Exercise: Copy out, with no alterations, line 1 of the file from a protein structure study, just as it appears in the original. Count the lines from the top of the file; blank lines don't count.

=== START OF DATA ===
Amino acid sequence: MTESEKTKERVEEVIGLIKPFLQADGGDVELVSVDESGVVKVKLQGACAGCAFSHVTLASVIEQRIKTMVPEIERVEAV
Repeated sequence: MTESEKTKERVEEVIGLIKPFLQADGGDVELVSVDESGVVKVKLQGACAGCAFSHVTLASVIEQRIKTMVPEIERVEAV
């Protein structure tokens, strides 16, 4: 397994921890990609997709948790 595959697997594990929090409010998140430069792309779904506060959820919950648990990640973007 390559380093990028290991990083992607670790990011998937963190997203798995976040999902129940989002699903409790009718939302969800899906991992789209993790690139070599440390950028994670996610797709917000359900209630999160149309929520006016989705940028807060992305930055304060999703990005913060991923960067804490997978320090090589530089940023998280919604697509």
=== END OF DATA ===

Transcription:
Amino acid sequence: MTESEKTKERVEEVIGLIKPFLQADGGDVELVSVDESGVVKVKLQGACAGCAFSHVTLASVIEQRIKTMVPEIERVEAV